June 1995 // Volume 33 // Number 3 // Ideas at Work // 3IAW3

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Looking for More Than New Knowledge

Programs contribute to participants in other ways than just providing new knowledge. This article suggests some of the other contributions that should be looked for when programs are evaluated.

Sara M. Steele
Professor and Program Development Specialist
University of Wisconsin-Madison
Internet address: smsteele@facstaff.wisc.edu

Most of us are familiar with the Evaluation Hierarchy which includes learning gains or KASA (Knowledge, Attitude, Skill and Aspiration) (Bennett, 1975). However, many times knowledge gain is examined only in terms of the amount of new knowledge acquired by program participants. This definition of knowledge change comes straight out of formal education (kindergarten-college) where it is assumed the young person knows nothing about the subject and the expert or teacher knows everything. That is often not the case with adults.

We short change the potential value of our programs when we look at knowledge change only in terms of the number of people acquiring new knowledge. Adults who know something about a topic are most likely to voluntarily come to a session. In these days of easy access to multiple information sources and increased educational levels, adults are picking up bits and pieces of both practical and technical information from a variety of sources. They are seldom starting from base zero.

It is important, therefore, to give participants an opportunity to indicate other changes in knowledge that occur, at least in part, as a result of participating in an Extension program. Here is a partial list of other knowledge gains which may give ideas about other kinds of results programs may be stimulating.

  • Expanded my understanding of the topic.
  • Gained greater insight into what I already knew.
  • Clarified some things that I had heard.
  • Refocused my attention on the topic.
  • Helped me put together pieces of information I had heard.
  • Helped me better understand why I believed something.
  • Reinforced something I had learned from experience.
  • Challenged me to rethink something.
  • Helped me develop an answer to a problem.
  • Provided interest in learning more about the subject.
  • Stimulated me to think about the topic/problem in a new way.
  • Provided ammunition to use in an argument.
  • Triggered ideas based on the information.
  • Provided confidence in what I already knew.
  • Helped me apply something I knew to a new situation.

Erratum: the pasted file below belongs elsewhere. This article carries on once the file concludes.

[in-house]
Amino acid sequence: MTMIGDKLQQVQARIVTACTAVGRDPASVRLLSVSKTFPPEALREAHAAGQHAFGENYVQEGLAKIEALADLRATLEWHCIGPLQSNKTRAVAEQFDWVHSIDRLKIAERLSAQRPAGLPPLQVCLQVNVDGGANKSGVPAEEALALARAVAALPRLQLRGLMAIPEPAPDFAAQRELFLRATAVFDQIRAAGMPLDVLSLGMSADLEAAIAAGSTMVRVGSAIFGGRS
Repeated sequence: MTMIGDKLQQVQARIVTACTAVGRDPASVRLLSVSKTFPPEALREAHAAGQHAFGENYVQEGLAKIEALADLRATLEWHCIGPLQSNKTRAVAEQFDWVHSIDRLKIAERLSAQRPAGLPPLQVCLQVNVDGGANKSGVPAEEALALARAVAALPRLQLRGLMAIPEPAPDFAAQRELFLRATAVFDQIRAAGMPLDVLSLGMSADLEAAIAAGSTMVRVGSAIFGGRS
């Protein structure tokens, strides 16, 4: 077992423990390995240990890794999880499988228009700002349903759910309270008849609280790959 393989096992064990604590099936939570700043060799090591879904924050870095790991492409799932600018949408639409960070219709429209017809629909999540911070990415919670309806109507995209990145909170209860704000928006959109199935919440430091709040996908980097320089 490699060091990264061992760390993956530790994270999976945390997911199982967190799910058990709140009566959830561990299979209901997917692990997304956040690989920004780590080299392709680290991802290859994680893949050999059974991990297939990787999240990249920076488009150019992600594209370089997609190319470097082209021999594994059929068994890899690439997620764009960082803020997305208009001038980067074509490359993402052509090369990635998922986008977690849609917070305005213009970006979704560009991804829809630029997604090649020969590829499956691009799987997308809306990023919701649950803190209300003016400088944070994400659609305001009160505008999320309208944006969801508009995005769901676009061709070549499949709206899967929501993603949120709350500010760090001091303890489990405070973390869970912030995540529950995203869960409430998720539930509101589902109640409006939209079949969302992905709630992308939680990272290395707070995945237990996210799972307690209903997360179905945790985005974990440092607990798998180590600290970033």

• Encouraged me to act on what I already knew.
  • Provided confidence to tell someone else what I believed.
  • Helped me understand myself better.

When you begin to think about how hearing information one already knows might be useful, you will come up with other possibilities. Some of these alternative outcomes can be especially useful in attempting to determine the value of Extension public policy and issue programming.

The most frequently indicated gains are often surprising. For example, a video program aimed at "top" farmers badly underestimated its audience. Only 17 out of 75 farmers said they gained new information, but 44 said they were challenged to think about some aspect of their feeding program. The other items in the list and the number of farmers checking the items were: 43, reinforcement for what I already knew; 36, better understanding of something I already knew or was doing; 19, new ideas that I will try; 3, an answer to a question or solution to a problem; and 2, nothing much that seemed valuable to me (Steele, 1991a).

In another instance, 72 participants in a program for parents of teens responded to a program evaluation which included a check list of gains they might have received from the program. The choices and numbers indicating each gain were as follows: 48, better understanding; 44, new ideas; 42, reinforcement and reassurance that we are on right course; 41, feeling of support from meeting with other parents; 34, desire to change or try something suggested; 29, more awareness of local resources; 23, new questions; 26, awareness of symptoms of problems; 4, help with a specific problem (Steele, 1991b).

The short list that you actually use in an evaluation should be tailored to your audience and to the topic. Giving people an opportunity to identify gains including, but in addition to, new information is important both to the participant and to you. It helps program participants feel more satisfied with their participation and better understand the kinds of help they get from Extension. It helps you have a greater understanding of how you are helping your clientele.


Bennett, C. (1975). Up the hierarchy. Journal of Extension, 13, 7-12.

Bloom, B. S. (1956). Taxonomy of educational objectives handbook II: Cognitive domain. New York: McKay.

Steele, S. M. (1991a). Dairy producers' reactions to dairy live. Madison: Department of Continuing and Vocational Education, University of Wisconsin.

Steele, S. M. (1991b). Preliminary findings from parenting teens satellite programs. Madison: Department of Continuing and Vocational Education, University of Wisconsin.